China's Economy Hints at Improvement Ahead Amid Consumer Gloom
(Bloomberg) -- China’s economy showed tentative signs of stabilization in October with infrastructure investment and industrial production picking up, even as weak retail sales underscored strong downward pressure on output.
Industrial production gained a better-than-expected 5.9 percent from a year earlier, and fixed-asset investment rose 5.7 percent in the 10 months through October, exceeding an estimate of 5.5 percent. Those readings signal that government stimulus aimed at spurring infrastructure investment is finally passing through into the real economy.
At the same time, consumers are still in a downbeat mood, with a slowing property market worsening the outlook. October retail sales growth slowed to 8.6 percent, down from a 9.2 expansion a month earlier. New home sales rose at the slowest pace in six months.
On balance, the data provide some respite for policy makers grappling with how to arrest a slowdown that saw third-quarter growth fall to the weakest pace in almost a decade. The broadest measure of credit data reported Tuesday showed a slump last month amid slower government debt sales, suggesting more stimulus may be on the way.
"China’s economy continues to grapple with stiff headwinds," said Frederic Neumann, co-head of Asian economics research at HSBC Holdings Plc in Hong Kong. "More stimulus will be needed in coming months to prevent a sharper deceleration in overall growth and to prop up household spending and private investment in particular."
Leading drivers of the rebound were investment in environmental protection and cleanup, and road transportation projects, which quickened noticeably in October, said Liu Aihua, spokeswoman for the National Bureau of Statistics, at a briefing in Beijing Wednesday. Some infrastructure projects resumed construction, and some major hydro power, transportation, and energy projects have sped up, which showed that support policies are starting to have an effect, she said.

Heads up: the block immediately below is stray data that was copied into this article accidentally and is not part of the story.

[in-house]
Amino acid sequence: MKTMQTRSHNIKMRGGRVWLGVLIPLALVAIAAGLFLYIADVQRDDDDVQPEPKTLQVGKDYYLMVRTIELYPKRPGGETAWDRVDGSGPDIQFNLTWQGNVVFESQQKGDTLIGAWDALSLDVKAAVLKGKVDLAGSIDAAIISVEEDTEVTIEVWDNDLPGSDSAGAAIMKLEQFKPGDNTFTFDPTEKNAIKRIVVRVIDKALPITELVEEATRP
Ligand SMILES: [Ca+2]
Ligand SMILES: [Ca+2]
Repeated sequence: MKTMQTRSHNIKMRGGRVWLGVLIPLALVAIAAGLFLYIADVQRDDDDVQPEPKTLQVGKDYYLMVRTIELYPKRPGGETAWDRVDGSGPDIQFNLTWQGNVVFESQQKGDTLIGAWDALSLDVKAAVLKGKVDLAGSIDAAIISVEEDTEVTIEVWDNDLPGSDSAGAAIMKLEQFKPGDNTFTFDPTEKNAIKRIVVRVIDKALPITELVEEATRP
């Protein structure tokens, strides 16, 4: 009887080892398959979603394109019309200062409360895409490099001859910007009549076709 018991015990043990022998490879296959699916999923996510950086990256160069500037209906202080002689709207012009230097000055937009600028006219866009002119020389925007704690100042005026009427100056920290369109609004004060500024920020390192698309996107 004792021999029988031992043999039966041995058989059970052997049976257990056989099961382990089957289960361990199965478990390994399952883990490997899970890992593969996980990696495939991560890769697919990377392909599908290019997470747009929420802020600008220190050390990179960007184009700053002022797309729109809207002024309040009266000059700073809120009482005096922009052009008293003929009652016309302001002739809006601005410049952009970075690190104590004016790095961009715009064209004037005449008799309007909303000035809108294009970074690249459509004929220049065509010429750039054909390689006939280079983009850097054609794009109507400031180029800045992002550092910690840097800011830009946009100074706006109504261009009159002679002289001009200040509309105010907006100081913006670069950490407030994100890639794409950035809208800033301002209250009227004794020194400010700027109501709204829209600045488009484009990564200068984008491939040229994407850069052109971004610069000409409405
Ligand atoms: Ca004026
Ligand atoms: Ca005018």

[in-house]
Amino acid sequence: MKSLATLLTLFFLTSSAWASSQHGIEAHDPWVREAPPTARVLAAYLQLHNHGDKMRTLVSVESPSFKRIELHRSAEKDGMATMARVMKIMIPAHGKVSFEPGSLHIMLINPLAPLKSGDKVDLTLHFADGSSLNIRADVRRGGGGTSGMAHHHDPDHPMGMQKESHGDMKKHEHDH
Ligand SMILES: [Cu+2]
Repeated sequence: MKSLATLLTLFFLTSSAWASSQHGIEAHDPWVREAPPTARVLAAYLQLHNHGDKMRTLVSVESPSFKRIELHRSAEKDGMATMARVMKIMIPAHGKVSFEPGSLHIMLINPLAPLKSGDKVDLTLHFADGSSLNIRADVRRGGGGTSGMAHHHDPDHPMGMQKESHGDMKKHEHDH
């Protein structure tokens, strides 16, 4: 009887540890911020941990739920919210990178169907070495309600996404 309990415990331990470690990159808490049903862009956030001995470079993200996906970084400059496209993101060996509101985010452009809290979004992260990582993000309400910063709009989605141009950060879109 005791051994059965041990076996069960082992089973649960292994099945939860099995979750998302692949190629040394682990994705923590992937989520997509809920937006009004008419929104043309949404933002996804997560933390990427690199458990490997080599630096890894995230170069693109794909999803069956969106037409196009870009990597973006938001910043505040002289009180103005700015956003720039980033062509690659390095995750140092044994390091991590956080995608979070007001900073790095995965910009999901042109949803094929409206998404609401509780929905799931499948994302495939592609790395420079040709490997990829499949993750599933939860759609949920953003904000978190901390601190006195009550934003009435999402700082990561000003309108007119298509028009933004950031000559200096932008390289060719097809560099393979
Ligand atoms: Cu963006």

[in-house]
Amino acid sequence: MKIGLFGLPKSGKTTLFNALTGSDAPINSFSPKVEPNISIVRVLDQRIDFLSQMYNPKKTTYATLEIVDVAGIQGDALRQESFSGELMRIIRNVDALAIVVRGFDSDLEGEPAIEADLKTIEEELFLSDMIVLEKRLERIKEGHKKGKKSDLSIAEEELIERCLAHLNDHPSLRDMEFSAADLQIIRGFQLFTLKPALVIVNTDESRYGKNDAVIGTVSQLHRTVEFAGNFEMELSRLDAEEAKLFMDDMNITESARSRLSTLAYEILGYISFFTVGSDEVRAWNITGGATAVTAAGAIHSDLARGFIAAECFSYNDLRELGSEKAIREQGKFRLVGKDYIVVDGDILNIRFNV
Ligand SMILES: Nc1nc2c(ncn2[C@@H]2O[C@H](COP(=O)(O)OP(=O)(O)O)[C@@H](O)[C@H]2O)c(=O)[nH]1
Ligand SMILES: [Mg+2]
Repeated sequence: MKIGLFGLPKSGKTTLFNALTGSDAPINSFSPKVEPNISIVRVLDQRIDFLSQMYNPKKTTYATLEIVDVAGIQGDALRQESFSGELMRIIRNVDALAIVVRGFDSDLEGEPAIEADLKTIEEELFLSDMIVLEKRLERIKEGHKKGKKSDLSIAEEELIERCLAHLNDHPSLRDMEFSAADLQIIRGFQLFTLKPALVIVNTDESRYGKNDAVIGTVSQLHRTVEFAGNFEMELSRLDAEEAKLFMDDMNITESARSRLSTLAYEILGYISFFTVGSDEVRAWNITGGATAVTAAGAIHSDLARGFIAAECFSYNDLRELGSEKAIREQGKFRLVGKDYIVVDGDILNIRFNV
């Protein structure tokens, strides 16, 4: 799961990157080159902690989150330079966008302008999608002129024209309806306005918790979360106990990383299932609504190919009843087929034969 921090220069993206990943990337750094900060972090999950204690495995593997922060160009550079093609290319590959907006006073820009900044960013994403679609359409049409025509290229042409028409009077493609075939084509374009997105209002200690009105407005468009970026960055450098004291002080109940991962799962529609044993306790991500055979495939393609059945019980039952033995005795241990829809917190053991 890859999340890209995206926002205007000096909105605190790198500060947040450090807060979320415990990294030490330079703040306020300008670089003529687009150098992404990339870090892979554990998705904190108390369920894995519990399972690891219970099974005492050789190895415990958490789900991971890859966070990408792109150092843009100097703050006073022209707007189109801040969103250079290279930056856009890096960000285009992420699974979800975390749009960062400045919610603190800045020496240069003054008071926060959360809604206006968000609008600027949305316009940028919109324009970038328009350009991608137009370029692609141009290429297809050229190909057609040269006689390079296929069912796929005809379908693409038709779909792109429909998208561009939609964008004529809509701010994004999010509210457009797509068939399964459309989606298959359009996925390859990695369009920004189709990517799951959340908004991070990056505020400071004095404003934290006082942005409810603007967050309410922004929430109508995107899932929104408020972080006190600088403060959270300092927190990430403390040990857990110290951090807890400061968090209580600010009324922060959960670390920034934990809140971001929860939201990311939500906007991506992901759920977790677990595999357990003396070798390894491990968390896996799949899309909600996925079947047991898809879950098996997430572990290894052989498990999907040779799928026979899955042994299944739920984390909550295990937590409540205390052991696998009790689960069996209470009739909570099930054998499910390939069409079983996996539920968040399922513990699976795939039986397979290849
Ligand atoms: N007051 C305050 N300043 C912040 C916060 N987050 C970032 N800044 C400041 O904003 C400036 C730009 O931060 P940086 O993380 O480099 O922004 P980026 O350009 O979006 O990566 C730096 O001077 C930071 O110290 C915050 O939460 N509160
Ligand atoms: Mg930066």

The 3.7 percent expansion in infrastructure investment, up from 3.3 percent a month earlier, showed that the recovery is still at a low level and that there’s a need to beef up support via policy, funding and also implementation, said Liu.
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|While the broad stabilization in October activity growth is a relief, weak credit data suggest the economy will continue to search for a bottom in the coming months. We think there will be stronger policy support.|
-- Chang Shu and Justin Jimenez, Bloomberg Economics
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The acceleration in industrial output expansion in October was driven by basic materials. Cement production jumped 13.1 percent from a year earlier, marking the fastest pace of growth since March 2016. Production of pig iron and steel products logged the biggest gains in five years, while growth of coal and coke output also saw a sharp acceleration.
Production of items more oriented towards manufacturing, on the other hand, did not fare so well. Output of metal-cutting machine tools plunged 9.8 percent from a year earlier, marking the worst decline in almost three years, while production of integrated circuits fell 7.3 percent, marking the worst reading on record in more than five years of data.
"Fiscal stimulus money is finally being spent on infrastructure, which pushed up fixed-asset investment growth,” said Iris Pang, Greater China economist with ING Bank NV in Hong Kong. “Front loading of exports supports manufacturing, which explains higher industrial production growth.”
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